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Model T Ford Torpedo on Ice – Brattleboro Vermont

We are experiencing an old-fashioned winter here in Vermont, and after a recent January thaw another cold snap has moved in right behind it and is the perfect time for a wintertime image. The Old Motor is published in Brattleboro, Vermont, and this photo courtesy of the Brattleboro Historical Society contains a 1911 Model “T” Ford “Torpedo,” and its occupants and four skaters are enjoying a pleasant day on the Connecticut River. The town is located on the left-side the image behind the railroad tracks, and Hinsdale, New Hampshire, on the right.

The stamped and painted license plate dates the photo to the mid-teens or possibly the twenties. The “Torpedo” has led a hard life, and the front end sheet metal and the radiator have been the victims of at least one accident. The doors and the sides of the cowl have been removed and replaced with canvas. The photograph below via the Model T Ford Club of America shows a “Torpedo” complete with the body side panels and doors.

Tell us what you find of interest in this set of photographs.

16 responses to “Model T Ford Torpedo on Ice – Brattleboro Vermont

  1. It is fascinating to see ( gg map ) that the line of border enters the vt and nh is not in the middle of the river like here inter provincial . Who maintains the shore at this place ?

  2. This photo could (theoretically) have been made at Georgetown Lake, just outside Georgetown, Colorado. The lake still hosts various automotive ice-racing events. There’s a Porsche club autocross there next Sunday!

  3. With slick tyres on an ice surface it would have been interesting just getting the car to drive. The girls would have to be careful not to lean too hard on the car in case it slid sideways.

  4. With the canvas on it, one really tell for certain. However, in all probability, it is not a torpedo roadster, but an “open” roadster also made during the 1911 model year run. Both the torpedo and open roadsters used the unique to only those two style’s fenders, running.boards (requiring a special frame with brackets located differently than all other body styles), longer hood different firewall and brackets, transmission pedals, steering column, body, seat, gasoline tank, top etc etc etc. Except for the body sub-structure, front edge of the seat, and doors, most all parts between the torpedo and open roadsters are alike. However, nearly half the car is unique to only those two bodies. The body side structure, and doors are not easily removable from the torpedo roadster. The doors themselves could be removed by removing the hinge screws, however the side panels are attached directly to the sub-structure, and short of a sledge hammer or big saw are not removable.
    Removable panels and doors were made after-market for 1911 and earlier open-front touring cars and runabouts, and were standard equipment during the 1912 model year touring cars (after which Ford used permanent front sections on the standard open bodies).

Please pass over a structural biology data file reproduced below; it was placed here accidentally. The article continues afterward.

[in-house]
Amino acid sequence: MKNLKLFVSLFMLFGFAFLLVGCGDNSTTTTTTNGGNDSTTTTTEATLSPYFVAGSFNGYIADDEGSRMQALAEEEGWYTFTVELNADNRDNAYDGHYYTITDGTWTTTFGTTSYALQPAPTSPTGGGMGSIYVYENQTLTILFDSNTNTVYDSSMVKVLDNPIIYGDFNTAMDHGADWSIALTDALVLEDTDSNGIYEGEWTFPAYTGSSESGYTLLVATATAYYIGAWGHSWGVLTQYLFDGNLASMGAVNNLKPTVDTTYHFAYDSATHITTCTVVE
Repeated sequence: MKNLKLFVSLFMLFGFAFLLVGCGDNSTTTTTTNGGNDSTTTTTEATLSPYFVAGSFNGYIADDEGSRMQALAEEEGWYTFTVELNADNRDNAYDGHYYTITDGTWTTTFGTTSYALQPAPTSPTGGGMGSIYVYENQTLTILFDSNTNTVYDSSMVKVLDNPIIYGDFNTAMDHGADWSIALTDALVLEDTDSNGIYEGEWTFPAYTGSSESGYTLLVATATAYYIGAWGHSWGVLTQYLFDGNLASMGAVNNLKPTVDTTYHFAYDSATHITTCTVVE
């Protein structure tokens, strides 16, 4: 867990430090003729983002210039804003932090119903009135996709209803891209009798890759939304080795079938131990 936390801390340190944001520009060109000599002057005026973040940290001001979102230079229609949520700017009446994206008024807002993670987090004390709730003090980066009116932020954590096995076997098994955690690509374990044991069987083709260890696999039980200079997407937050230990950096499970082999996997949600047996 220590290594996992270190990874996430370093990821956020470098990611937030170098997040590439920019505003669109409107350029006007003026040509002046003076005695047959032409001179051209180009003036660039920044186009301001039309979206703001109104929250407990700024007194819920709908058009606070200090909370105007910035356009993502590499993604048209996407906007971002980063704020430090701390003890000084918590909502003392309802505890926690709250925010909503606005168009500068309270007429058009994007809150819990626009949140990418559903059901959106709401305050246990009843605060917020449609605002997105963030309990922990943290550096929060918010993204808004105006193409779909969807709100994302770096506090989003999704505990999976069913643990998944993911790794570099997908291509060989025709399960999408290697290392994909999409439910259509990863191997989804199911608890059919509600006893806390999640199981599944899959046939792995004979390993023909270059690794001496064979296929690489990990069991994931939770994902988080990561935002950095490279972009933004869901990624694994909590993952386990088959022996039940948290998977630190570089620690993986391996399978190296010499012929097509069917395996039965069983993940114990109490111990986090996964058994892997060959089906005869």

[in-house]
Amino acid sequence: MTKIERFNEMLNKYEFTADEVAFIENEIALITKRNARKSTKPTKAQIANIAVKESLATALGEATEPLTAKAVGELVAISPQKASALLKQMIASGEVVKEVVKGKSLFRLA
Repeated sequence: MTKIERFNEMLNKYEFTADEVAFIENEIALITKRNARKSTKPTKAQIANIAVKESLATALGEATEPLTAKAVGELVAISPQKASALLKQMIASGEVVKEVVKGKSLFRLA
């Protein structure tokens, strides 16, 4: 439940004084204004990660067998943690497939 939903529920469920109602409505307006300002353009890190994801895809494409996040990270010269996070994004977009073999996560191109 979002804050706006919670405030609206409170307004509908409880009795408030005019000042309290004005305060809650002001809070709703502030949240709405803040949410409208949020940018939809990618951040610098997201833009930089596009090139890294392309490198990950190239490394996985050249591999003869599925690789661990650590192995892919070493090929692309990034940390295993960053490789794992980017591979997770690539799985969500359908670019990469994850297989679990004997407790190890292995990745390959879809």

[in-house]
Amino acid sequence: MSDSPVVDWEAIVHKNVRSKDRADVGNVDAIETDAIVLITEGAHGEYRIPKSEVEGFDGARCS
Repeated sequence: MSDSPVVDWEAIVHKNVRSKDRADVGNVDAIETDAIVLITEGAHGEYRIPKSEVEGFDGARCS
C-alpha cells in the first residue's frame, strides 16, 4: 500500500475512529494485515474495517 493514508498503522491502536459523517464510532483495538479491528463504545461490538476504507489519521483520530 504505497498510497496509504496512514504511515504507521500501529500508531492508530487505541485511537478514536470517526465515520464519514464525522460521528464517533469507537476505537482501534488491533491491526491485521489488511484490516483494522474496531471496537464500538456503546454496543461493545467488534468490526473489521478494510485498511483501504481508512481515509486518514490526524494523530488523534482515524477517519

Because the canvas is there, I cannot see the sub-structure or front edge of the seat. But most likely it would be the open runabout. There would be little reason to use canvas covers on the torpedo body.
    Regardless, a wonderful photo of a rare and desirable early Ford! Thank you David G.

  5. The license plate is either 1916 or 1918. 1910-1915 weren’t embossed and had the year on the plate in various locations. 1916 was white-on-blue with just VT on the right (no year), 1917 was blue-on-white with VT on the right (so it wouldn’t look like the plate in the picture), and 1918 was yellow-on-green with VT on the right. In 1919, they started putting the year on the plate again, which lasted through 1967.

    • Also, the Vermont Historical Society’s Leahy Library apparently has copies of the list of registered motor vehicles for both 1916 and 1918, but they don’t appear to be digitized/available on-line. If anyone’s a member or really interested in the vehicle/owner, the VHS might be a good place to inquire for more information.

  6. Model “T” ‘s were thermo-syphon cooling only, (without water pump, without Thermostat, Not so bad for Winter as the temp had to be really, really lower before the radiator had to be partially blocked off, to allow the engine to have enough heat to run efficiently. This picture must be on the (odd )”warmer” day. Summer was just the opposite, prone to boil, especially if not maintained properly! , — but : accessory water pumps were of some assistance , depending upon their design and the engine’s condition circumstances . SO easy to blame the “T” stories on the car were common — when most times, it was/is — a lack of responsible care for the “T”.
    Edwin W.

  7. Very interesting. Having lived right on the bank of the river some 65 miles north of here for more than 20 years, I never recall any skating being done on the river. I don’t even have any clear vision of it being frozen all the way across but that may just be my memory of things 60 to 70 years ago not being that clear!

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